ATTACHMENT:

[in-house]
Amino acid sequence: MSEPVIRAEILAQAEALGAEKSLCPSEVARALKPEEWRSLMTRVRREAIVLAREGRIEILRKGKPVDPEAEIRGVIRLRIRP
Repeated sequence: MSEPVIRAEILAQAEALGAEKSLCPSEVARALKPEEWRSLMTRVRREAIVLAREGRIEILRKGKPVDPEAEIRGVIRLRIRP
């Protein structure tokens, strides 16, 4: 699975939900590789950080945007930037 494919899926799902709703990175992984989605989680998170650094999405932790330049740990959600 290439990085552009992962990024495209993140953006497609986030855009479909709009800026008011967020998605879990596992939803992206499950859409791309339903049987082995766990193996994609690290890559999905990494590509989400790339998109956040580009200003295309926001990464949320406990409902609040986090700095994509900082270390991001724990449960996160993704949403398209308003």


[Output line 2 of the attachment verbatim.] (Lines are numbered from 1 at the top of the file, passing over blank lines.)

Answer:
Amino acid sequence: MSEPVIRAEILAQAEALGAEKSLCPSEVARALKPEEWRSLMTRVRREAIVLAREGRIEILRKGKPVDPEAEIRGVIRLRIRP